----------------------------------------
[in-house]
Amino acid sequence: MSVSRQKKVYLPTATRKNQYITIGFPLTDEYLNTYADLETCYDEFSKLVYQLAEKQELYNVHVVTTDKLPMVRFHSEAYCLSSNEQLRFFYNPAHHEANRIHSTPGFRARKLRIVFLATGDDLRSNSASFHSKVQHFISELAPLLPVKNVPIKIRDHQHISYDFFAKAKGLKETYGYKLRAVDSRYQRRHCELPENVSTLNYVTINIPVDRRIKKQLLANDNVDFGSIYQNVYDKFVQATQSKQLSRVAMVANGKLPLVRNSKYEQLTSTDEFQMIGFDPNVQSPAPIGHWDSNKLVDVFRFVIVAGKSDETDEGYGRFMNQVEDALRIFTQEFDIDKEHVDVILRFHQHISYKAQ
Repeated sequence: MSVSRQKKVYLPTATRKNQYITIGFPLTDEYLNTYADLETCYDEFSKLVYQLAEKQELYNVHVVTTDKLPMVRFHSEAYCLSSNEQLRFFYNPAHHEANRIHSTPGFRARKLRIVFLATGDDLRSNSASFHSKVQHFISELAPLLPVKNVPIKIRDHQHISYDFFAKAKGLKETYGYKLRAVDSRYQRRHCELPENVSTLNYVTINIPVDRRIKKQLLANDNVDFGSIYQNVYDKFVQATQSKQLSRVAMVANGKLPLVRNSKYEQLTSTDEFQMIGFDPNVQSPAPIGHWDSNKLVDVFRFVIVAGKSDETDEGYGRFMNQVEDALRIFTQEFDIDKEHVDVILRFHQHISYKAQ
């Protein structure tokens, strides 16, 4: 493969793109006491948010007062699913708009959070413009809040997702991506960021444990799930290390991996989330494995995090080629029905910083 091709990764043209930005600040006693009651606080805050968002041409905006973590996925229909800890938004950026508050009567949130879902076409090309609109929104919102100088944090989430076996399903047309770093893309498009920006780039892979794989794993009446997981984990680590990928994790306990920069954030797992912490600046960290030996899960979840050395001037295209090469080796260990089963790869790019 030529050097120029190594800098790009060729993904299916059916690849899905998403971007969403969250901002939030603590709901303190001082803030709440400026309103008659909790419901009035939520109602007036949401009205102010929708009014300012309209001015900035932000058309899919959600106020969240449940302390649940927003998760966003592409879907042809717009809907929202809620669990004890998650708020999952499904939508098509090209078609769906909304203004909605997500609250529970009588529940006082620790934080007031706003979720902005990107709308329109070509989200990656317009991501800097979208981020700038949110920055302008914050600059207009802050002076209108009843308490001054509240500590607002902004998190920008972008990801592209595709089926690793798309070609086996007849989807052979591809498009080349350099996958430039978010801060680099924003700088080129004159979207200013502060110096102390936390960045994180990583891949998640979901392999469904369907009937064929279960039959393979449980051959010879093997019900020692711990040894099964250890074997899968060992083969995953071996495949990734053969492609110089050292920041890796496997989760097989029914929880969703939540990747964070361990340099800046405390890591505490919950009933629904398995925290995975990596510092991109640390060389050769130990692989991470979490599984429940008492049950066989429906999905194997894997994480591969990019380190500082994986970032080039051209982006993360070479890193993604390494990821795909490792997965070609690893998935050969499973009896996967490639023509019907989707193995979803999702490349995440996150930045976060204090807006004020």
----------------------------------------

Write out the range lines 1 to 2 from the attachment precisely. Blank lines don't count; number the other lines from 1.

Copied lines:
[in-house]
Amino acid sequence: MSVSRQKKVYLPTATRKNQYITIGFPLTDEYLNTYADLETCYDEFSKLVYQLAEKQELYNVHVVTTDKLPMVRFHSEAYCLSSNEQLRFFYNPAHHEANRIHSTPGFRARKLRIVFLATGDDLRSNSASFHSKVQHFISELAPLLPVKNVPIKIRDHQHISYDFFAKAKGLKETYGYKLRAVDSRYQRRHCELPENVSTLNYVTINIPVDRRIKKQLLANDNVDFGSIYQNVYDKFVQATQSKQLSRVAMVANGKLPLVRNSKYEQLTSTDEFQMIGFDPNVQSPAPIGHWDSNKLVDVFRFVIVAGKSDETDEGYGRFMNQVEDALRIFTQEFDIDKEHVDVILRFHQHISYKAQ